DETAILS
Release Date:
30 September 1950
Premiere Information:
New York opening: 28 September 1950
Production Date:
25 October--late November 1949
Copyright Claimant:
Chas. K. Feldman Group Productions, Inc.
Copyright Date:
13 October 1950
Copyright Number:
LP466
Physical Properties:
Sound
RCA Sound System
Black and White
Duration(in mins):
106
Length(in feet):
9,648
Country:
United States
Language:
English
PCA No:
14172
SYNOPSIS

During the early morning watch, Merchant Marine Tom Wingfield remembers his life in a shabby St. Louis apartment with his mother Amanda and crippled sister Laura: Although she must sell magazine subscriptions to supplement Tom's income from his work in a warehouse, Amanda fancies herself to be socially superior to their impoverished neighbors. She blames the family's reduced circumstances on her absent husband, "a telephone operator who fell in love with Long Distance," and abandoned the family years earlier. Afraid that Tom will also leave the family, she nags him to bring home one of his friends to meet, and hopefully court, the shy, lame Laura. At Amanda's urging, Laura is taking a secretarial course, but her only real interest is her collection of small glass animals. Tom dreams of escaping his squalid life and Amanda's romanticized memories of her genteel Southern girlhood. When Amanda learns that Laura has left the secretarial school, she proclaims that they will have to get her married. Laura reminds her mother that she is crippled, and Amanda angrily replies that she must not think of herself that way. One day, Tom invites his friend, Jim O'Connor, to dinner. Carried away by the possibilities of Laura's first "gentleman caller," Amanda imagines Laura married to Jim, and despite Tom's gentle caution that Laura's shyness makes her seem peculiar, Amanda makes elaborate preparations for the dinner. Laura, however, is distressed when she learns the name of their visitor, because she remembers him from high school as one of the most popular boys. She avoids dinner, claiming that she is too ill to eat, but later, when ... +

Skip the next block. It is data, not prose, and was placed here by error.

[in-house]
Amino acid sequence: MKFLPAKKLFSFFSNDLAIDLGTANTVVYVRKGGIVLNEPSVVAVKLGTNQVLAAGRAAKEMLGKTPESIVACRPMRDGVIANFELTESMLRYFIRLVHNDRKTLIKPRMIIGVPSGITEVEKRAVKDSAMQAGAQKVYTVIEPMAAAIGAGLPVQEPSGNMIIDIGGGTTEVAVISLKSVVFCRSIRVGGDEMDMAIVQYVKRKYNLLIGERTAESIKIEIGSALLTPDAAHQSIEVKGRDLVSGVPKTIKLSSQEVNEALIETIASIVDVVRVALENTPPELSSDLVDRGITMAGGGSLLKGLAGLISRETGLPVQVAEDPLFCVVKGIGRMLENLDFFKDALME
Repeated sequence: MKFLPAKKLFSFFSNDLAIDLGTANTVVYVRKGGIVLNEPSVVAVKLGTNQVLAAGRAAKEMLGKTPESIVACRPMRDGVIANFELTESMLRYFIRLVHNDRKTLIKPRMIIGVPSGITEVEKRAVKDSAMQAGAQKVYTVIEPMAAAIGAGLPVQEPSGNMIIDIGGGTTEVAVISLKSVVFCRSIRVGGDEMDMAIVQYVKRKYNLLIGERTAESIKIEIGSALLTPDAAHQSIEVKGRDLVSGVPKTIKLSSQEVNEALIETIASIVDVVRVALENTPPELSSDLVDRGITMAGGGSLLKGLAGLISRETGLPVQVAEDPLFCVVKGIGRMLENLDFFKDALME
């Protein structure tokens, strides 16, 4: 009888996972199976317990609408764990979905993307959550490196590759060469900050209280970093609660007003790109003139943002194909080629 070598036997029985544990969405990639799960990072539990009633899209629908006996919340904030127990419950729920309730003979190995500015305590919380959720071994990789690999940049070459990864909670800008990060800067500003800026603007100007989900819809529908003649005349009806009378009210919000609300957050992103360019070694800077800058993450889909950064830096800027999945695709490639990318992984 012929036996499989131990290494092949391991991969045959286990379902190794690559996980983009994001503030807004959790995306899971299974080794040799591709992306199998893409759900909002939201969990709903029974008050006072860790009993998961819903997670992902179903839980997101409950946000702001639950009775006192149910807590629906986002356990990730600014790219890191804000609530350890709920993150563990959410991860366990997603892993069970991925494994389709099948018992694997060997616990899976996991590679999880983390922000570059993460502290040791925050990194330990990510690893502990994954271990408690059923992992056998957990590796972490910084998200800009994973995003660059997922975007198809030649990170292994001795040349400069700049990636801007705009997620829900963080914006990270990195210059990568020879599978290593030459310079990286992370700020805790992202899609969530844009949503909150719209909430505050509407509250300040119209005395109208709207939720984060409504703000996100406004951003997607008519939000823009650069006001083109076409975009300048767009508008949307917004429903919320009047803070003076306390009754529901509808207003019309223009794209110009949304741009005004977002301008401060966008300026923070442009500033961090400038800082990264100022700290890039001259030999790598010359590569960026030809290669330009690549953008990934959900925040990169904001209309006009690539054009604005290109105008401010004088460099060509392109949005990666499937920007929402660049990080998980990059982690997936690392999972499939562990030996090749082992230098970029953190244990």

During the early morning watch, Merchant Marine Tom Wingfield remembers his life in a shabby St. Louis apartment with his mother Amanda and crippled sister Laura: Although she must sell magazine subscriptions to supplement Tom's income from his work in a warehouse, Amanda fancies herself to be socially superior to their impoverished neighbors. She blames the family's reduced circumstances on her absent husband, "a telephone operator who fell in love with Long Distance," and abandoned the family years earlier. Afraid that Tom will also leave the family, she nags him to bring home one of his friends to meet, and hopefully court, the shy, lame Laura. At Amanda's urging, Laura is taking a secretarial course, but her only real interest is her collection of small glass animals. Tom dreams of escaping his squalid life and Amanda's romanticized memories of her genteel Southern girlhood. When Amanda learns that Laura has left the secretarial school, she proclaims that they will have to get her married. Laura reminds her mother that she is crippled, and Amanda angrily replies that she must not think of herself that way. One day, Tom invites his friend, Jim O'Connor, to dinner. Carried away by the possibilities of Laura's first "gentleman caller," Amanda imagines Laura married to Jim, and despite Tom's gentle caution that Laura's shyness makes her seem peculiar, Amanda makes elaborate preparations for the dinner. Laura, however, is distressed when she learns the name of their visitor, because she remembers him from high school as one of the most popular boys. She avoids dinner, claiming that she is too ill to eat, but later, when Amanda arranges for Laura to be alone with Jim, his open friendliness draws her out. Diagnosing her shyness as an inferiority complex, Jim persuades her to show him her glass collection and then coaxes her to dance. Laura's awkwardness causes them to accidentally break the horn off Laura's prize glass unicorn. Although she is upset at first, she is able to accept the change because it enables the unicorn to fit in with the horses in the collection. To Amanda's delight, Jim then asks Laura to go across the alley to the Paradise Ballroom. Again Jim encourages Laura to have more self-confidence, and after kissing her, explains that he is engaged to a woman named Betty. Amanda is more upset than Laura, who gives Jim the broken unicorn as a gift and invites him to visit again with Betty. Amanda takes out her disappointment on Tom, who storms out of the apartment. Laura follows him to voice her approval and love. Tom joins the Merchant Marine. Later, Laura has her own gentleman caller. +

Legend
Viewed by AFI
Partially Viewed
Offscreen Credit
Name Occurs Before Title
AFI Life Achievement Award

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The American Film Institute is grateful to Sir Paul Getty KBE and the Sir Paul Getty KBE Estate for their dedication to the art of the moving image and their support for the AFI Catalog of Feature Films and without whose support AFI would not have been able to achieve this historical landmark in this epic scholarly endeavor.